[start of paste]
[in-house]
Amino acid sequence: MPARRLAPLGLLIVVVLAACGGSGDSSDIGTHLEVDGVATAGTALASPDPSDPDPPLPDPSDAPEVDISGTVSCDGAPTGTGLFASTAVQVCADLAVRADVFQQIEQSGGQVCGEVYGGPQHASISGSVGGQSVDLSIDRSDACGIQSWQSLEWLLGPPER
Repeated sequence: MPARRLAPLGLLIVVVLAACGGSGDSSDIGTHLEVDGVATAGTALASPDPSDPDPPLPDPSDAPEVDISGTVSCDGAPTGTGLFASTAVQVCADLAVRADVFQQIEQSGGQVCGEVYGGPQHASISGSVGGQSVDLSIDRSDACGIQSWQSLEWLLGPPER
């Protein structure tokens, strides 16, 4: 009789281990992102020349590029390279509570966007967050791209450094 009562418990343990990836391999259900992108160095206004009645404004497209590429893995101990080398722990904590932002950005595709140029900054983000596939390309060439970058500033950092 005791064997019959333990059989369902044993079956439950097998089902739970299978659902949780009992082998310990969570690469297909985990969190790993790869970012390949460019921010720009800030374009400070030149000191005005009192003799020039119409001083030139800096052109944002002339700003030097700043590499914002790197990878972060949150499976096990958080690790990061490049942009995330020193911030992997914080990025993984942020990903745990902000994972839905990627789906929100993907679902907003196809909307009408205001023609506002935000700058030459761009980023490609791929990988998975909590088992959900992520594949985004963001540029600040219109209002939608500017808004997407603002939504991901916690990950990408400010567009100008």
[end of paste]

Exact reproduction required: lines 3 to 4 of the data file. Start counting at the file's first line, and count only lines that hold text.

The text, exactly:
Repeated sequence: MPARRLAPLGLLIVVVLAACGGSGDSSDIGTHLEVDGVATAGTALASPDPSDPDPPLPDPSDAPEVDISGTVSCDGAPTGTGLFASTAVQVCADLAVRADVFQQIEQSGGQVCGEVYGGPQHASISGSVGGQSVDLSIDRSDACGIQSWQSLEWLLGPPER
């Protein structure tokens, strides 16, 4: 009789281990992102020349590029390279509570966007967050791209450094 009562418990343990990836391999259900992108160095206004009645404004497209590429893995101990080398722990904590932002950005595709140029900054983000596939390309060439970058500033950092 005791064997019959333990059989369902044993079956439950097998089902739970299978659902949780009992082998310990969570690469297909985990969190790993790869970012390949460019921010720009800030374009400070030149000191005005009192003799020039119409001083030139800096052109944002002339700003030097700043590499914002790197990878972060949150499976096990958080690790990061490049942009995330020193911030992997914080990025993984942020990903745990902000994972839905990627789906929100993907679902907003196809909307009408205001023609506002935000700058030459761009980023490609791929990988998975909590088992959900992520594949985004963001540029600040219109209002939608500017808004997407603002939504991901916690990950990408400010567009100008």